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Published on BioPortfolio: 2016-07-04T23:11:26-0400
RATIONALE: Stereotactic radiation therapy can send x-rays directly to the tumor and cause less damage to normal tissue. Radiation therapy uses high-energy x-rays to kill tumor cells. It is...
RATIONALE: Radiation therapy uses high-energy x-rays to damage tumor cells. Giving radiation therapy after surgery to remove brain metastases may decrease the amount of radiation required ...
This research study is studying two different types of radiation as treatment for brain metastases (tumors in the brain that spread from a cancer that originated elsewhere in the body)
Radiotherapy to the whole brain is standard treatment for cancer that has spread to the brain (brain metastases) as it treats both the metastases that can be seen on scans and the brain me...
This protocol is for a lead-in safety study of 5 patients followed by a randomized Phase 2 clinical trial of BMX-001, a new class of pharmaceutical, in 64 patients with multiple brain meta...
Brain metastasis is a common complication of advanced malignancies, especially, lung cancer, breast cancer, renal cell carcinoma, and melanoma. Traditionally surgery, when indicated, and radiation the...
Stereotactic radiosurgery (SRS) and whole brain radiation therapy (WBRT) are effective treatments for management of brain metastases. Prospective trials comparing the 2 modalities in patients with few...
Post-operative radiation therapy for brain metastases (BM) has become standard treatment. Concerns regarding the deleterious cognitive effects of Whole Brain Radiation Therapy spurred a trend to use f...
Mono-isocentric volumetric-modulated arc therapy (VMAT) can be used to treat multiple brain metastases. It remains unknown whether mono-isocentric VMAT can improve the dose distribution compared with ...
Brain metastases cause significant morbidity and mortality in patients with metastatic melanoma. Although adoptive cell therapy (ACT) with tumor-infiltrating lymphocytes (TIL) can achieve complete and...
Tissue NECROSIS in any area of the brain, including the CEREBRAL HEMISPHERES, the CEREBELLUM, and the BRAIN STEM. Brain infarction is the result of a cascade of events initiated by inadequate blood flow through the brain that is followed by HYPOXIA and HYPOGLYCEMIA in brain tissue. Damage may be temporary, permanent, selective or pan-necrosis.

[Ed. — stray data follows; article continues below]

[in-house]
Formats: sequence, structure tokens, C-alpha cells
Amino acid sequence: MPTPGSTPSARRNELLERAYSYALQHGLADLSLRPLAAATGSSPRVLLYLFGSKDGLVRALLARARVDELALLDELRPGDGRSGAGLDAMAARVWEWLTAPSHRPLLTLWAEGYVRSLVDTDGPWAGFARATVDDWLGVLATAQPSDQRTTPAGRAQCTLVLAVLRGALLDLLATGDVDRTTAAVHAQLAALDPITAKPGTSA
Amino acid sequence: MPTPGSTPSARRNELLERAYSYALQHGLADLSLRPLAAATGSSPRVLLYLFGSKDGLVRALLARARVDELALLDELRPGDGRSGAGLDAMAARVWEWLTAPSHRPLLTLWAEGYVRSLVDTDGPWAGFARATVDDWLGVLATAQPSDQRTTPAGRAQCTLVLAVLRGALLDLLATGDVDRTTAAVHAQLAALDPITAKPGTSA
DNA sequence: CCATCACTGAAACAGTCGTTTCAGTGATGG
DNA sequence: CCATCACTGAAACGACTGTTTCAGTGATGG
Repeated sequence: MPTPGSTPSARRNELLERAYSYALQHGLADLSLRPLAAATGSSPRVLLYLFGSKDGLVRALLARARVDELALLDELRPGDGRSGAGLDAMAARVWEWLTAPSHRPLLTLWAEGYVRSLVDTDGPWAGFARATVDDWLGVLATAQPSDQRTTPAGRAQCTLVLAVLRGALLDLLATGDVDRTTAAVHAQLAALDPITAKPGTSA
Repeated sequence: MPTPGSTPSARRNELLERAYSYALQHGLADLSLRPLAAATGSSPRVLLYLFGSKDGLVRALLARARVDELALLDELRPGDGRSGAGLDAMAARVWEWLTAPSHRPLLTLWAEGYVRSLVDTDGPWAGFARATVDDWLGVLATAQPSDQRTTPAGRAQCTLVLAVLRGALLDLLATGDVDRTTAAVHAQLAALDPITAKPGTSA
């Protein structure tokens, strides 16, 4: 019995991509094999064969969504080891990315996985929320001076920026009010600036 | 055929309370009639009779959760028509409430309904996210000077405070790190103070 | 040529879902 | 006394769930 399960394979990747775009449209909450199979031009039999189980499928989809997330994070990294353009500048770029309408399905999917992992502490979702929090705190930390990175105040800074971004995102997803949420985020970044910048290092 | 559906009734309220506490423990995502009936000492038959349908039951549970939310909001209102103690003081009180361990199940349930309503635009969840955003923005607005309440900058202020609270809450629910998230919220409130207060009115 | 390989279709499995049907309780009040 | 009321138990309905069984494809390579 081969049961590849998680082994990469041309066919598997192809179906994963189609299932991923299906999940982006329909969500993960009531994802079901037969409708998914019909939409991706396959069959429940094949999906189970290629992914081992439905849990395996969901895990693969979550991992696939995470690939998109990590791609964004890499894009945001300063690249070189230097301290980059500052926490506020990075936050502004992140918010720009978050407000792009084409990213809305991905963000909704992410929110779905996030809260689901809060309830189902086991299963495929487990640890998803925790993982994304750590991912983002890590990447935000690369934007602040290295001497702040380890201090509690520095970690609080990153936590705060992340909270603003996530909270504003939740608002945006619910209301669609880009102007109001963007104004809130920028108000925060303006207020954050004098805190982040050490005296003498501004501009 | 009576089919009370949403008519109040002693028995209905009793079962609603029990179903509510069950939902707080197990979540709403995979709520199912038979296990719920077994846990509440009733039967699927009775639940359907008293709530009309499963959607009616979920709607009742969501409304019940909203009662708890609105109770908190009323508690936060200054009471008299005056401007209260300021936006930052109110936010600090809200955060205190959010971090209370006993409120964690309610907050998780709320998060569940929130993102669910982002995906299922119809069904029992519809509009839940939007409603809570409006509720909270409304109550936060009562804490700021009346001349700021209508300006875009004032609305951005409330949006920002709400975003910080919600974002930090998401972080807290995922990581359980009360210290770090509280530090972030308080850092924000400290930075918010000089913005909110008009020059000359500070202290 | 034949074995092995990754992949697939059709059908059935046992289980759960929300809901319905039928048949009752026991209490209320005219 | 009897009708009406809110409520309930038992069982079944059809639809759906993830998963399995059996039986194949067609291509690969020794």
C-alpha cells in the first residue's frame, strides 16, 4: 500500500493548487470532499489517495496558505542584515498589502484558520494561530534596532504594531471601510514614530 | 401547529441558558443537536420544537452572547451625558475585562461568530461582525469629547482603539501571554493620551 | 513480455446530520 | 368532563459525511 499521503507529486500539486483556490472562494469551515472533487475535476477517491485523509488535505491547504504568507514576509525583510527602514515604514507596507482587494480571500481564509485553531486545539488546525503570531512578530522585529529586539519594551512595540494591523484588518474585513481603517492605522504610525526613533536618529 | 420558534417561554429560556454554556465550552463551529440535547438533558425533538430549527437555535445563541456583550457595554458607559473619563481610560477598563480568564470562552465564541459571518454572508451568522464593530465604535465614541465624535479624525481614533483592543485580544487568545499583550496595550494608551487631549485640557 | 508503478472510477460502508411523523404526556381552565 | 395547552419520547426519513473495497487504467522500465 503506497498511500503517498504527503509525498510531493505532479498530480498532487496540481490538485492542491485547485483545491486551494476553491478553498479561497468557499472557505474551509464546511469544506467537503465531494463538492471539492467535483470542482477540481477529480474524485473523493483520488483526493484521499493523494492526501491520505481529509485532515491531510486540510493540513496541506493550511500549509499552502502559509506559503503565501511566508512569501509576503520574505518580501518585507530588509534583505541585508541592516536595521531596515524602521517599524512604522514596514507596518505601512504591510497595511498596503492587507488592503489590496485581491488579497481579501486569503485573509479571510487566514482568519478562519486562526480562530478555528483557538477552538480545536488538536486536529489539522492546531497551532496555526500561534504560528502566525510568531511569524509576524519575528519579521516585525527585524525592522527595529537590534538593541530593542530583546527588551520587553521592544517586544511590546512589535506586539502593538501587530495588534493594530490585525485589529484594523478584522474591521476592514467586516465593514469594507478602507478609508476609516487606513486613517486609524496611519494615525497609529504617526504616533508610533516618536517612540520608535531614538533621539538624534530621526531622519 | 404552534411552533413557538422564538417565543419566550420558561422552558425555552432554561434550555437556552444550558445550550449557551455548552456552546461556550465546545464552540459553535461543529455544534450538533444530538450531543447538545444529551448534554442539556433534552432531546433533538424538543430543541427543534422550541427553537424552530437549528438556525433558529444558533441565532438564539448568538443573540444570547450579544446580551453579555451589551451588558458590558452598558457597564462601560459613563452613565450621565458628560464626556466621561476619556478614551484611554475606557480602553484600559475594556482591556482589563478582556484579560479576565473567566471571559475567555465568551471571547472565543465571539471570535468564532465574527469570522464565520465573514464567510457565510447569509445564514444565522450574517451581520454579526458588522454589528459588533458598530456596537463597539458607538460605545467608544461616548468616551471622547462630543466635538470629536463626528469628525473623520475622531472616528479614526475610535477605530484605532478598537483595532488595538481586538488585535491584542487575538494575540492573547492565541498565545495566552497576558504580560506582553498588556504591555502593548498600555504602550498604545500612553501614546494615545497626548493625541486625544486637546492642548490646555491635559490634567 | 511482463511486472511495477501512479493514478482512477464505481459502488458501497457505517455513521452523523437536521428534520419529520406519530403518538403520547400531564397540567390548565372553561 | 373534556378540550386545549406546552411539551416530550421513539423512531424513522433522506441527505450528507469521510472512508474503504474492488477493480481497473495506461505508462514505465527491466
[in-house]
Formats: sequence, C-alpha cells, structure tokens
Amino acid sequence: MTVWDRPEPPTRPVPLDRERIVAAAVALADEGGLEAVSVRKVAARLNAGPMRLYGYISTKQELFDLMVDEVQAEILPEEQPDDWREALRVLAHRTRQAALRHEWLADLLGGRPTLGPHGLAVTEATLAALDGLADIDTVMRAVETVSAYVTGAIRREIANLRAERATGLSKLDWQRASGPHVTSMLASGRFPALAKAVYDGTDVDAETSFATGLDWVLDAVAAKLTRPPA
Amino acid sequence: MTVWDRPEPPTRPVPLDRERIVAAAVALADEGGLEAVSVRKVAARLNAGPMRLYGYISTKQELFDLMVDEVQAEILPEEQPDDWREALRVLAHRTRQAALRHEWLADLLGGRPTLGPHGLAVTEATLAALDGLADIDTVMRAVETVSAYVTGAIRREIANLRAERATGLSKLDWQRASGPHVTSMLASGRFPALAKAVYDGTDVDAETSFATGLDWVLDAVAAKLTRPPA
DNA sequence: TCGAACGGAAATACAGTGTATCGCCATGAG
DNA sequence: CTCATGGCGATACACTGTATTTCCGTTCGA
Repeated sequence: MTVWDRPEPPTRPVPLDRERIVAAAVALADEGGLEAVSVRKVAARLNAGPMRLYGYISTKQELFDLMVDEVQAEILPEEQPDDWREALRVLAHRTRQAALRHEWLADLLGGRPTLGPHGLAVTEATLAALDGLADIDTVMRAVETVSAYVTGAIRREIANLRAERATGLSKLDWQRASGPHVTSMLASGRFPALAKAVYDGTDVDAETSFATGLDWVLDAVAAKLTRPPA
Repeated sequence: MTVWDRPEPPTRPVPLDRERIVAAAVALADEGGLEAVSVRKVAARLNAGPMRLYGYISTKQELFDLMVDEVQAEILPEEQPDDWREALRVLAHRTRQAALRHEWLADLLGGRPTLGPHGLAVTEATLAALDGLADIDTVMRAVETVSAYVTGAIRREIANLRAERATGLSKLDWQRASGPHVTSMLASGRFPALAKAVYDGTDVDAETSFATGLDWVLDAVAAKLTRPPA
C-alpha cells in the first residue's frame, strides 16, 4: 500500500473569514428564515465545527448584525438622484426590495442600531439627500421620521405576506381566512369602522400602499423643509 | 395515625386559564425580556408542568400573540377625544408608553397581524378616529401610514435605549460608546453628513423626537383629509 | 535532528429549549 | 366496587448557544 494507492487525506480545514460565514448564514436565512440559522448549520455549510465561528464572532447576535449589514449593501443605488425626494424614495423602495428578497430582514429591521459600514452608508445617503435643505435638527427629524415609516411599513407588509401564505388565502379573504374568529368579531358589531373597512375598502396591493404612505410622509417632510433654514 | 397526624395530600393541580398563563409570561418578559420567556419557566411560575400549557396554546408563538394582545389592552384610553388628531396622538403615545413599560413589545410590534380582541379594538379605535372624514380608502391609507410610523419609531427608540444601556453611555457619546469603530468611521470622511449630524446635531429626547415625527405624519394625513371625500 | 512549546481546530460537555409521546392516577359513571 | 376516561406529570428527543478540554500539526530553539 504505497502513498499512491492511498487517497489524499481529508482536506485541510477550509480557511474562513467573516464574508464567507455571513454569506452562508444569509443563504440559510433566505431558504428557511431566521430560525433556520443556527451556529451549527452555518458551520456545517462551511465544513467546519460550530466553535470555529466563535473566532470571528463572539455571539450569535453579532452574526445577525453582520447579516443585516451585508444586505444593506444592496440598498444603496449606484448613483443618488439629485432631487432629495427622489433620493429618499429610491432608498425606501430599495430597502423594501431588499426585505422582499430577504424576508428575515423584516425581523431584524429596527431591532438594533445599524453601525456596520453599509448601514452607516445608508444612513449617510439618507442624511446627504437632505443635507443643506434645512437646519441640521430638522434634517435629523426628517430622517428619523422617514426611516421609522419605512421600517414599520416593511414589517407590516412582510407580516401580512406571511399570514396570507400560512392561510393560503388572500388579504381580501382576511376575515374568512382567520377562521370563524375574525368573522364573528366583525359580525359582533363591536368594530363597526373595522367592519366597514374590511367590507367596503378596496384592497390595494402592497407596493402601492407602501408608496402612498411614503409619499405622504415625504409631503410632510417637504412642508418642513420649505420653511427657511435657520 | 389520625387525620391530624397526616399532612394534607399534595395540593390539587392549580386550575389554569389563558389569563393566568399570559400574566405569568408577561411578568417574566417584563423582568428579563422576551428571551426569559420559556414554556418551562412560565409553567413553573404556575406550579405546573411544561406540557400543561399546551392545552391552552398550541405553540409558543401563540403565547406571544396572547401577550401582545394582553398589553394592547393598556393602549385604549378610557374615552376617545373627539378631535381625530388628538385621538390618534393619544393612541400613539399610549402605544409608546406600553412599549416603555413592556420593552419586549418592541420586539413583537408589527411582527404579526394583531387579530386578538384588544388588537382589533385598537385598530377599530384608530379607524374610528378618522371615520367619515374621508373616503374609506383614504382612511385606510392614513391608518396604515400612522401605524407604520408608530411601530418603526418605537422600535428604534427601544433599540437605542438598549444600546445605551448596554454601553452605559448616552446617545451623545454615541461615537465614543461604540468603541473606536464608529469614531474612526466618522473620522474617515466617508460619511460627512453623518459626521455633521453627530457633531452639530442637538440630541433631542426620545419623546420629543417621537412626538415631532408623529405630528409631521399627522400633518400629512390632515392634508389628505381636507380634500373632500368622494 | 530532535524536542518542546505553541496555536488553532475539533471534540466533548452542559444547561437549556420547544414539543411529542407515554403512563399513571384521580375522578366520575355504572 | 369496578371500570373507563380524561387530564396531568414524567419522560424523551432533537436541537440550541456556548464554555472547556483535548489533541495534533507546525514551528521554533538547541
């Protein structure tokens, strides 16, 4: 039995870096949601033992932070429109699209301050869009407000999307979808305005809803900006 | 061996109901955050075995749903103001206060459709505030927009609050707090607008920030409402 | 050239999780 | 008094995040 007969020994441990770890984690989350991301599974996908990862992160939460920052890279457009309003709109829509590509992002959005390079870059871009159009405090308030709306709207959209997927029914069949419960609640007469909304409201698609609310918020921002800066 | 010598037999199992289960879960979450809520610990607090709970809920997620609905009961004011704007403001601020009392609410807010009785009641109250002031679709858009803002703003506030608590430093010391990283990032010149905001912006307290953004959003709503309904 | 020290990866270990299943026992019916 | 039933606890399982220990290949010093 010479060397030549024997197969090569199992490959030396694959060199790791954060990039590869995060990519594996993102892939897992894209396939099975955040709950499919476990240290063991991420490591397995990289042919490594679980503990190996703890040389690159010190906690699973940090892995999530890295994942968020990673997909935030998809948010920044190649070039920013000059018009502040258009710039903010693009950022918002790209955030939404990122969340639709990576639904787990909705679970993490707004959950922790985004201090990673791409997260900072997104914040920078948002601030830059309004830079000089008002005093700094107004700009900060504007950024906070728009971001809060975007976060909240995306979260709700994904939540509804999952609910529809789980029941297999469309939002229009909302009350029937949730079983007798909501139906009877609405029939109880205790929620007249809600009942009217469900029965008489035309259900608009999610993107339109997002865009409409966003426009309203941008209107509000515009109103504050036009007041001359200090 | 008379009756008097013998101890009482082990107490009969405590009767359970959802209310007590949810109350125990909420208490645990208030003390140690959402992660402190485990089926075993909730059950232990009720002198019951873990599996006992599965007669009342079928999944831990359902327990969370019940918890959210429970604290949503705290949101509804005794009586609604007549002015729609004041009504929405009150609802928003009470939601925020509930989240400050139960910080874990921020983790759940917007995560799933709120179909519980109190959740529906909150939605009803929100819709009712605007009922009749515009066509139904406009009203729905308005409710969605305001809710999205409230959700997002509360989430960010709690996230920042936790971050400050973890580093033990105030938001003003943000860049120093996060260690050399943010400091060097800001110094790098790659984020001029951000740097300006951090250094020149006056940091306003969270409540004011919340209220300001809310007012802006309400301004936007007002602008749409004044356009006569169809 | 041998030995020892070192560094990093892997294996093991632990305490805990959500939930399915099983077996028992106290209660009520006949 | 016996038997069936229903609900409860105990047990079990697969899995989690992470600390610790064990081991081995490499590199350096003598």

Localized reduction of blood flow to brain tissue due to arterial obstruction or systemic hypoperfusion. This frequently occurs in conjunction with brain hypoxia (HYPOXIA, BRAIN). Prolonged ischemia is associated with BRAIN INFARCTION.
Bleeding within the brain as a result of penetrating and nonpenetrating CRANIOCEREBRAL TRAUMA. Traumatically induced hemorrhages may occur in any area of the brain, including the CEREBRUM; BRAIN STEM (see BRAIN STEM HEMORRHAGE, TRAUMATIC); and CEREBELLUM.
A condition characterized by long-standing brain dysfunction or damage, usually of three months duration or longer. Potential etiologies include BRAIN INFARCTION; certain NEURODEGENERATIVE DISORDERS; CRANIOCEREBRAL TRAUMA; ANOXIA, BRAIN; ENCEPHALITIS; certain NEUROTOXICITY SYNDROMES; metabolic disorders (see BRAIN DISEASES, METABOLIC); and other conditions.
Neoplasms of the intracranial components of the central nervous system, including the cerebral hemispheres, basal ganglia, hypothalamus, thalamus, brain stem, and cerebellum. Brain neoplasms are subdivided into primary (originating from brain tissue) and secondary (i.e., metastatic) forms. Primary neoplasms are subdivided into benign and malignant forms. In general, brain tumors may also be classified by age of onset, histologic type, or presenting location in the brain.